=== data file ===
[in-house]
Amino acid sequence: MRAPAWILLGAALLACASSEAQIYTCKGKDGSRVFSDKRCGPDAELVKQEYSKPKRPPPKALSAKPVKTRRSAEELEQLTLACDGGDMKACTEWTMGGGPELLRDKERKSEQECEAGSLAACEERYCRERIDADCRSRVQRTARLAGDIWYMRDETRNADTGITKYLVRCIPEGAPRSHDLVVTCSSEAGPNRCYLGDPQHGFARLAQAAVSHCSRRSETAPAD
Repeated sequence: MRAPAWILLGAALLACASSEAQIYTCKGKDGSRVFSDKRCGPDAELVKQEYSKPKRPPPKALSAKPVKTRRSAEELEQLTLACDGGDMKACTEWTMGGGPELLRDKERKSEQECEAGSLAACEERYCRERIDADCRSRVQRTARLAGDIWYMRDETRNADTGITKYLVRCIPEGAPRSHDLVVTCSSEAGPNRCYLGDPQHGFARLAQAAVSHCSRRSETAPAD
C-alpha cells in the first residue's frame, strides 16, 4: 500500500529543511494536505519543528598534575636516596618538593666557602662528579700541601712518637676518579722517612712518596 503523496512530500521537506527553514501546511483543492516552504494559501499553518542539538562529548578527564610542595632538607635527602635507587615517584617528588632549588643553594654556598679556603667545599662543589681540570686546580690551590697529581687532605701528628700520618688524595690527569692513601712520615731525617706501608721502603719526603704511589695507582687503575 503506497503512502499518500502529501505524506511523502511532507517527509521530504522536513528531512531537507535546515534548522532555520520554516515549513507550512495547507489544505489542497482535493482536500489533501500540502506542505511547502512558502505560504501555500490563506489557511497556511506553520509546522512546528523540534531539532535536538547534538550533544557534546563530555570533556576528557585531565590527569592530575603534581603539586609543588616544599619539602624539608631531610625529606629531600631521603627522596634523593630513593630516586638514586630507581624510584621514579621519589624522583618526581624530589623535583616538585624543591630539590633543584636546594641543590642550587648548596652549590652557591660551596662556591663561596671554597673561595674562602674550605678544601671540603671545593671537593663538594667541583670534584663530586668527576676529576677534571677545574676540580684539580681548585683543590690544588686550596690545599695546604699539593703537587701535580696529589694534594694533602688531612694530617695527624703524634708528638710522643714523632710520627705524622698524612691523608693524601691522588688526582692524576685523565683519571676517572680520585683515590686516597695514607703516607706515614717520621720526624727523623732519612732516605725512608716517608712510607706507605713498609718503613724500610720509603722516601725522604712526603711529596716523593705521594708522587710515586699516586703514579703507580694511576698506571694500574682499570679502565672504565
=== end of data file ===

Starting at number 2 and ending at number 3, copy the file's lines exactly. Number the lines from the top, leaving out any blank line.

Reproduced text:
Amino acid sequence: MRAPAWILLGAALLACASSEAQIYTCKGKDGSRVFSDKRCGPDAELVKQEYSKPKRPPPKALSAKPVKTRRSAEELEQLTLACDGGDMKACTEWTMGGGPELLRDKERKSEQECEAGSLAACEERYCRERIDADCRSRVQRTARLAGDIWYMRDETRNADTGITKYLVRCIPEGAPRSHDLVVTCSSEAGPNRCYLGDPQHGFARLAQAAVSHCSRRSETAPAD
Repeated sequence: MRAPAWILLGAALLACASSEAQIYTCKGKDGSRVFSDKRCGPDAELVKQEYSKPKRPPPKALSAKPVKTRRSAEELEQLTLACDGGDMKACTEWTMGGGPELLRDKERKSEQECEAGSLAACEERYCRERIDADCRSRVQRTARLAGDIWYMRDETRNADTGITKYLVRCIPEGAPRSHDLVVTCSSEAGPNRCYLGDPQHGFARLAQAAVSHCSRRSETAPAD